India Rejects Pakistan's Attempt To Politicise Samjhauta Blast Verdict

Islamabad conveyed "concerns" regarding the acquittal of the four suspects in the 2007 Samjhauta Express.

India Rejects Pakistan's Attempt To Politicise Samjhauta Blast Verdict

Ministry of External Affairs spokesperson Raveesh Kumar said Pakistan is trying to deflect attention.

New Delhi:

India on Friday rejected Pakistan's attempt to politicise the verdict in the Samjhauta twin-blast case.

"There has been no cooperation from Pakistan. We reject Pakistan's attempt to politicise the matter. It is being done to deflect attention from their failure in bringing perpetrators of several terrorist attacks in India and region to justice," said Ministry of External Affairs spokesperson Raveesh Kumar.

During the weekly press briefing, he said, "We demand that Pakistan should take immediate, credible and irreversible measures against cross-border terrorism without any discrimination and without resorting to such gimmicks."

His remarks come after Islamabad conveyed "concerns" regarding the acquittal of the four suspects in the 2007 Samjhauta Express blast case to several countries on Wednesday through its Foreign Secretary Tehmina Janjua.

Stating that Islamabad has no understanding of the Indian judicial process, Mr Kumar said, "I think there is a complete lack of understanding as to how our judiciary functions. In all the cases taken up in the court, a due process is followed, which has also been acknowledged by the international community. The same due course was taken in this case and the court has given a verdict."

Pakistan Foreign Secretary invited members of diplomatic corps to the Foreign Office and briefed them on the "historic injustice done to the 44 Pakistanis killed in the Samjhauta Express terrorist attack in 2007 in India," according to The Express Tribune.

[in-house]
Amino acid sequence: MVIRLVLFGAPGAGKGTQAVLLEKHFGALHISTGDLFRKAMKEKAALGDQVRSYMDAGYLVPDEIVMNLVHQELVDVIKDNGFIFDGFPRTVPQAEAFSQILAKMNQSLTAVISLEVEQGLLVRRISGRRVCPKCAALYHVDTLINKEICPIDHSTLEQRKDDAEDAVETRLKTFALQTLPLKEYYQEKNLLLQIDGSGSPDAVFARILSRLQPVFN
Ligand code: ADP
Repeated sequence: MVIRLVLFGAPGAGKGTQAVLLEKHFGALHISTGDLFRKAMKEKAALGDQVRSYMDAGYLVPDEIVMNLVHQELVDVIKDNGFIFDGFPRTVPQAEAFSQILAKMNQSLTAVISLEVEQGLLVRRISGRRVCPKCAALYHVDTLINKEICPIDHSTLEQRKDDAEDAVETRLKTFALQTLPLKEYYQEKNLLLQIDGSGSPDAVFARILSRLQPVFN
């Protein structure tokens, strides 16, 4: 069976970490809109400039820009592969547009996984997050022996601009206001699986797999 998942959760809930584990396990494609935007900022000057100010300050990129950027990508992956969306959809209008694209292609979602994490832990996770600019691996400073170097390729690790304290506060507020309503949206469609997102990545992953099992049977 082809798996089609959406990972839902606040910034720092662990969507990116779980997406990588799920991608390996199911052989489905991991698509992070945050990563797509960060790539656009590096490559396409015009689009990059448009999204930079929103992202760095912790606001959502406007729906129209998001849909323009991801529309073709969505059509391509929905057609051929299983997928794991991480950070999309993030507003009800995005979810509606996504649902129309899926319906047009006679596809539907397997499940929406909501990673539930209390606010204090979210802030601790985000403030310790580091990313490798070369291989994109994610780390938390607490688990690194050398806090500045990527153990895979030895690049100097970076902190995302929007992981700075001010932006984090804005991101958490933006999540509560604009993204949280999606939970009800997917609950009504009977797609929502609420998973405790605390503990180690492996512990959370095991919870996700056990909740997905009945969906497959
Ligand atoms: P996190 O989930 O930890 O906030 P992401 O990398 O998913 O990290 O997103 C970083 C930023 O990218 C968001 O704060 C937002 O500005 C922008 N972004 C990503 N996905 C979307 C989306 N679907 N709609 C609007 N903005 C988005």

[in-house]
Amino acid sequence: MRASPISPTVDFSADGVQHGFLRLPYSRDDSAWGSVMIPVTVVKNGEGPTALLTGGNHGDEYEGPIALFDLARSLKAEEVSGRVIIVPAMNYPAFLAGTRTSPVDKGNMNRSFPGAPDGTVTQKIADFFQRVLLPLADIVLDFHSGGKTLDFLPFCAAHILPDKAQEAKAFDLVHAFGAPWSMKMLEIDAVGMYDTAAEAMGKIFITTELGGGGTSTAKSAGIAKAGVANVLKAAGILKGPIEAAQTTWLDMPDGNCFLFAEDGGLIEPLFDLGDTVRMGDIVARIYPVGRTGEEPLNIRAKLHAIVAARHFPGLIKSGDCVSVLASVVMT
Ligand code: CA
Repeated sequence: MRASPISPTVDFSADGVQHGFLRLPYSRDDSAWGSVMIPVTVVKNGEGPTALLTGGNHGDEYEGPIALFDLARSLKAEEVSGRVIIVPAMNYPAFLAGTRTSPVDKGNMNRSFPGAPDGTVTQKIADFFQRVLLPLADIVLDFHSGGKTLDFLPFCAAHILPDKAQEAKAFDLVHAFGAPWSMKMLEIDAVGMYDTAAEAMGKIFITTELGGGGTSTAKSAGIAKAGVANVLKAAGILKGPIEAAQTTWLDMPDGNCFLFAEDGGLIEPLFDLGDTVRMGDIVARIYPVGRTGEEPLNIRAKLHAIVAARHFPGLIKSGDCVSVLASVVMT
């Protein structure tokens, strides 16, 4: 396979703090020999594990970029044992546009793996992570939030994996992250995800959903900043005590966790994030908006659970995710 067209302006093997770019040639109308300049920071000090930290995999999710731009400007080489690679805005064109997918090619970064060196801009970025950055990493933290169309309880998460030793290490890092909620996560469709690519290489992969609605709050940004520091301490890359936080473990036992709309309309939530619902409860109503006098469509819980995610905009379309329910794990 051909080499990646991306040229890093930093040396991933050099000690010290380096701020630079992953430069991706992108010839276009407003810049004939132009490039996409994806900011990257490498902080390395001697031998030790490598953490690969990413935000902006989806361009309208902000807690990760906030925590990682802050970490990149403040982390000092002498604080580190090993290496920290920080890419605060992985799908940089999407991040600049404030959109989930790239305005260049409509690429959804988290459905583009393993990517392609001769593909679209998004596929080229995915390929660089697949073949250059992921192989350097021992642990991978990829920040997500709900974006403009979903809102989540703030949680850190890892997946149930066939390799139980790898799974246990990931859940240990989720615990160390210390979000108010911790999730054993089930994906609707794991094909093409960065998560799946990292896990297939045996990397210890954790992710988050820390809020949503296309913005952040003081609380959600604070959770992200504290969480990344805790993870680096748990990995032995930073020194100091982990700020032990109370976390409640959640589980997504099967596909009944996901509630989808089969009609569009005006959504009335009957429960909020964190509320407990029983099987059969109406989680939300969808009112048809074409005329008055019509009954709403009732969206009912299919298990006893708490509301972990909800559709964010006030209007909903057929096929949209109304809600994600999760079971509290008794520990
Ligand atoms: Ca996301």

A special National Investigation Agency court had acquitted the four suspects - Swami Aseemanand, Lokesh Sharma, Kamal Chauhan and Rajinder Chaudhary - in the case on March 20.

"Pakistan has already registered a strong demarche with the Indian High Commissioner on March 20 against the acquittal of the perpetrators of Samjhauta terror attacks," the Foreign Secretary said.


On February 18, 2007, explosions hit the India-Pakistan trans-border Samjhauta Express in Panipat area of Haryana and 68 people died in the blast, including 44 Pakistanis.

Among the dead were 33 men, 19 women and 16 children. Later two unexploded bombs were also found from the site, India's National Investigation Agency (NIA) had said.

The Indian side had earlier rejected Pakistan's remarks on the case verdict after its High Commissioner to Pakistan was summoned following the March 20 decision. It was put forth that due process of law was followed by the Indian courts and judicial system in a transparent manner, according to sources.

The High Commissioner had referred to the lack of cooperation from the Pakistan government, including in serving court summons to Pakistani witnesses in the Samjhauta blast case. The summons were not served and returned by Pakistan's Foreign Office, the sources said.

The High Commissioner had asked for an expeditious trial in 26/11 Mumbai terror attacks in which detailed evidence was given to Pakistan. He expressed disappointment that progress in these trials is held up and the perpetrators and prime accused continue to roam freely in Pakistan, they said.

He shared India's concerns over the lack of progress in investigations into the Pathankot airbase terror attack even when a Joint Investigation Team (JIT) visit was arranged to India and detailed evidence shared, they said.

Mr Kumar also said Pakistan is yet to take credible and irreversible steps against Jaish-e-Mohammad (JeM) and other terror entities and individuals, despite a detailed dossier having been shared after the Pulwama attack, the sources added.